That was nice and straightforward.  I just went through the various documents, pointing out how I knew they were valid and applicable to this aircraft.  I then went back outside to get fuel.  All fuelled up and checks done (thanks to my flying buddy) I got in, sat down and there remained for the next two and a half hours.  I didn’t really have time to be nervous, I just got on with what I knew I had to do.  After carrying out all my before take-off checks I received my departure clearance: Brize Radar clears Oxford — standard BADIM departure, hold MORTN, climb 2,500ft, QNH 1009 squawk 5440 and next frequency Brize on 124.275.  I read the back to the tower controller and then she proceeded to give me my airways clearance information.  I was told I was cleared by London instead of Bristol and thought, wait a minute, where am I going?  The controller then corrected the clearance as being issued by Bristol.  Panic over.

At 15:00z we were cleared to take-off, only 35 minutes late!  Fortunately ATC didn’t seem bothered by it.  The tracking towards MORTN went great and before long I was heading south-west towards BADIM.  At the beginning of the leg there was quite a bit of turbulence but that settled down before too long and I was able to keep the aircraft within the altitude holding limit of +/- 100ft.  The radar controller gave me an odd radio call when I was approaching the airway that contained my routing but I never heard him state that I was cleared to enter controlled airspace and so not wanting to bust straight into it I called him up and asked whether I was cleared to enter.  He stated that I was.  Panic over.

I joined the airway, and then left a few minutes later and then headed south towards Bristol, tuning the radios and getting ready for the approach.  Shortly thereafter I began getting radar vectors and descents as the approach controller guided me towards runway 27.

Please note: plate use with permission; neither the CAA or NATS accept any liability or responsibility for the content of the information; plate is for information purposes only and not intended for operational use.

Drawn very roughly on the chart are the radar vectors that were given to me.  I was approaching on a heading of 170 degrees and then was turned onto a heading of 130, then 180 for the base leg and then an intercept heading for the ILS.  The approach was then in my hands as I guided the aircraft towards the runway closely monitoring the HSI, speed, altimeter and my distance from the runway.  The approach was deliciously smooth, those gusts that were forecast were nowhere to be seen.  There was a bit of a crosswind and some correction was required to maintain the centreline but nothing extreme.

I got down to minima, screen still there (still in cloud!) and so initiated a go-around.  Bristol had instructed me to turn right onto 360 degrees and to climb to 3000ft.  While I was climbing out my examiner gave me a simulated engine failure and I carried out the engine failure drills:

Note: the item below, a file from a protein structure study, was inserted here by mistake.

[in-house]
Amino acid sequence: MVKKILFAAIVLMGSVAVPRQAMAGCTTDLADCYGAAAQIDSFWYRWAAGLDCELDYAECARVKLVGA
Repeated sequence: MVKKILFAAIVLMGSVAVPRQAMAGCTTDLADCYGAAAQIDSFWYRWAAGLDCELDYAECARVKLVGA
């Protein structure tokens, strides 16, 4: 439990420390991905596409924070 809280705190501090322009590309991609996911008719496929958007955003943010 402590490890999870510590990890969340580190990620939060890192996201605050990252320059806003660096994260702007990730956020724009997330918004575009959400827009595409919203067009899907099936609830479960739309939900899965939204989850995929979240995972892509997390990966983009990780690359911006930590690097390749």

With that dealt with I continued the climb and started my diversion back to Oxford.  Before long we did the general handling section where I was to handle the aircraft with several of the instruments failed (covered up!).  I was without my attitude indicator, HSI and RMI so I had to rely on the standby compass for heading information and the turn coordinator to know if I was turning or wings level.  During that time I was required to hold heading/altitude, climb, descend and change to new headings.  After that I did some unusual attitude recoveries (where the aircraft is put in a steep turn climbing/descending and I have to recover back to straight and level).  Once done with that we did some stalls and then once I was orientated with where we were, took us back to Oxford.

Back at Oxford I carried out the NDB 19 procedure (with a simulated failed engine), flew down to minima, saw the runway and continued the approach until ACA (asymmetric committal altitude) at and then carried a go-around on one engine, flew a circuit and then landed on runway 19.  I’ll describe the 19 procedure some other time, this post is already hideously long.

It was so good to be back on the ground.  They were probably the most intense two and a half hours of my life.  Watching everything so closely, talking on the radio and handling the aircraft for during that time while being examined was rather demanding.  My examiner taxied back while I carried out the after landing checks.  After engine shut down he jumped out and went inside while I tied the aircraft down and gathered various items together.  I was hoping he would tell me the result of the exam before he left but he didn’t.  He left me hanging which made me ever so nervous!

Back inside I put the aircraft documents away and then went to meet my examiner for a debrief.  We went over the answers to a couple of questions he had asked me earlier and then he said ‘in order to carry out the debrief appropriately I’ll tell you the result and we’ll go from there.  I have given you a pass.’  My goodness, the relief was immense.  Indescribable actually!  We went over some points that I can improve on for the IRT and then went our separate ways.  Win!

I hope this has given some insight into what trainee pilots have to go through in order to gain an Instrument Rating.  It’s probably way too detailed, sorry about that.  If you’ve stuck with it, you’ve passed – a test of patience.